This week is Fair Use Week, a dedicated time to promote and discuss the opportunities Fair Use gives us in our daily activities. Fair Use is probably the most powerful component of U.S. Copyright law, and the most misunderstood. Section 107 of the U.S. Copyright Act describes Fair Use as a limitation on the exclusive rights of copyright holders for purposes such as “criticism, comment, news reporting, teaching (including multiple copies for classroom use), scholarship, or research.” Fair Use is often referred to as the breathing space for free speech, free inquiry, and the open exchange of ideas in copyright law – the Supreme Court has explicitly recognized this as a “First Amendment safeguard.” It’s what allows us to include quotations from published sources in our scholarship, share Youtube videos with our friends on Facebook, record episodes on our DVR for later, and read interesting fan fiction. And, it’s one of best tools to have in your pocket when designing an online course (see Fair Use in a Day in the Life of a College Student).
Fair Use is meant to be flexible, so there are no strict rules to tell you whether a use qualifies as fair. Instead, you evaluate each use to come to a reasonable conclusion. Fair use is determined through considering each use using these four factors:
- Purpose and character of the use: if your use is for teaching, this tends to favor fair use, especially if access is restricted to students enrolled in a class.
- Nature of the copyrighted work: Is the work factual, published or out of print? These weigh in favor of fair use.
- Amount and substantiality of the portion used: Are you using only what you need to meet your instructional purpose? Using a small portion of a work tends to weigh more toward fairness, but it can be fair to use an entire work if it is needed for the purpose of the use.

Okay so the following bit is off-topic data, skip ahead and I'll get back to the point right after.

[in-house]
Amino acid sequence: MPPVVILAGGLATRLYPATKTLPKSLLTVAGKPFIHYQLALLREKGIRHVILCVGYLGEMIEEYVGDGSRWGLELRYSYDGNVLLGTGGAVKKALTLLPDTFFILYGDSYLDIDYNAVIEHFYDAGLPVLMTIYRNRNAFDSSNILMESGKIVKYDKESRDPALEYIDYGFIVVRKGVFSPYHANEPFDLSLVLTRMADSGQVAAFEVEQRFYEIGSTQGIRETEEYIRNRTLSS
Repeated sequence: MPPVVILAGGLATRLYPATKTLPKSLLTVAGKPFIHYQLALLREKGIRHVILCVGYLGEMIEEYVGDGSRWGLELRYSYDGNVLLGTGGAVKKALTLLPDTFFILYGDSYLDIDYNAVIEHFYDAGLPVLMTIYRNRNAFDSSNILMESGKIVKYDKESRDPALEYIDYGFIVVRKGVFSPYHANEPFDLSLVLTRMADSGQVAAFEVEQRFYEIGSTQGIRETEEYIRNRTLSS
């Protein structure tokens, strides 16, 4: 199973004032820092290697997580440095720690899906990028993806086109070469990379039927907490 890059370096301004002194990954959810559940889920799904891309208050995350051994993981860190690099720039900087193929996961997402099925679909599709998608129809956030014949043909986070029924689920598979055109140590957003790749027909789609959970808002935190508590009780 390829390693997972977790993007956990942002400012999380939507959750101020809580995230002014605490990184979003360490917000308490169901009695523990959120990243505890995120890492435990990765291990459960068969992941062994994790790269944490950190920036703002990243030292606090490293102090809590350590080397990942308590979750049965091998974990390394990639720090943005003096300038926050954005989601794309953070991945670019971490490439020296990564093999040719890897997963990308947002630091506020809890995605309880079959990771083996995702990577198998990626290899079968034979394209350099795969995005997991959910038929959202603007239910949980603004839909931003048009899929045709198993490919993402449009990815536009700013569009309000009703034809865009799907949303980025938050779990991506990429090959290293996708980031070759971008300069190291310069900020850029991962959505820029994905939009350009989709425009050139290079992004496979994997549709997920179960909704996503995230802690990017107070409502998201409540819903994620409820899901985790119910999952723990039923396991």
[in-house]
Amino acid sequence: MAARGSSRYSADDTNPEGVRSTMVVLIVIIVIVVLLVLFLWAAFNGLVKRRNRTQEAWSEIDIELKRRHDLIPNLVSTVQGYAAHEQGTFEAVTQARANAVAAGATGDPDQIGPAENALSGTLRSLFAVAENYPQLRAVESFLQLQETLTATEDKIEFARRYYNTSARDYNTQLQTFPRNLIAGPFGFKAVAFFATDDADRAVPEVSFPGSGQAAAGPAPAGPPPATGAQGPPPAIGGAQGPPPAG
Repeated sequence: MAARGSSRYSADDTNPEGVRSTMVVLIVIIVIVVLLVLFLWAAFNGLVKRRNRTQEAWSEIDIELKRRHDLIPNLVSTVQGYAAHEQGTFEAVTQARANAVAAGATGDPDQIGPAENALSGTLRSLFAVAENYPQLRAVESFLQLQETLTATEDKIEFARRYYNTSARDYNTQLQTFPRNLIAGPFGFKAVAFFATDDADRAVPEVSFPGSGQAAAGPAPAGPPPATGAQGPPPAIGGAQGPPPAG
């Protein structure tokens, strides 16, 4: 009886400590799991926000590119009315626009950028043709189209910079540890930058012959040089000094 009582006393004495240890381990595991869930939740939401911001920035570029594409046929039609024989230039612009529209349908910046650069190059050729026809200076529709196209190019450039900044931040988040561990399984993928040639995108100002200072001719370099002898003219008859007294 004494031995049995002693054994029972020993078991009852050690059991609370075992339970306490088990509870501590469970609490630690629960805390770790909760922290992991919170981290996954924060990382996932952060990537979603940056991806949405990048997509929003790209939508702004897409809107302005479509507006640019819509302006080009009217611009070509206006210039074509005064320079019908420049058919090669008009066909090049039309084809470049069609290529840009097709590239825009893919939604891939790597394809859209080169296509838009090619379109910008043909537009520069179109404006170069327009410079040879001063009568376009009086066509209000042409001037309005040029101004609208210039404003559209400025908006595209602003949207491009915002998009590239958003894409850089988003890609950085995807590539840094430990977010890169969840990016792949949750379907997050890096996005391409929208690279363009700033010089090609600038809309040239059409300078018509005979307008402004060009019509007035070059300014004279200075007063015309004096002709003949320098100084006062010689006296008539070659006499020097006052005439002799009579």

- Effect of the use on the potential market for the original work: A use is more likely to be fair if it doesn’t harm the potential market of a work. However, if it does, this could weigh more heavily against fair use than the other factors. For example, making copies from a workbook that is specifically marketed for students would be unlikely to be considered fair.
All four factors must be considered, and no one factor is determinative. This last is important, because it correct a common misunderstanding that Fair Use can’t be applied if a use is for commercial purposes (Factor 4). In a wide range of cases, the courts have found in favor of commercial entities and uses that are considered to be fair. Another important consideration for evaluating the factors of fair use is whether your use is considered transformative under Factor One. This means your use adds new meaning or creates new information or insights to the original work. Here are a few questions to ask yourself when deciding whether your use is transformative:
- Does the copyrighted material help me make my new point?
- Will it help my readers or viewers get my point?
- Have I used no more than is needed to make my point? (Is it “just right”?)
After reviewing the four factors, and answering the questions regarding transformative use, you should be able to make a reasonable decision about whether your use qualifies as fair. It doesn’t have to be perfect, but as long as you feel you have made a sincere evaluation and have a reasonable justification, you’re probably safe. And just like anything else, making a fair use evaluation gets easier the more often you do it, so don’t be afraid! I often find it helps to talk over my decision with another person, just to make sure I wasn’t overly influenced by what I want to do or what would be easiest for me.
Finally, there are lots of resources and tools to help you if you still feel uncertain or want to double check your work. Here are some recommendations:
- Know Your Copy Rights: What you CAN do
- Using Copyrighted Works in Your Teaching-FAQ
- ASU Copyright Library Guide
- Fair Use Evaluator (a tool to help you walk through an evaluation)
- Fair Use Codes of Best Practices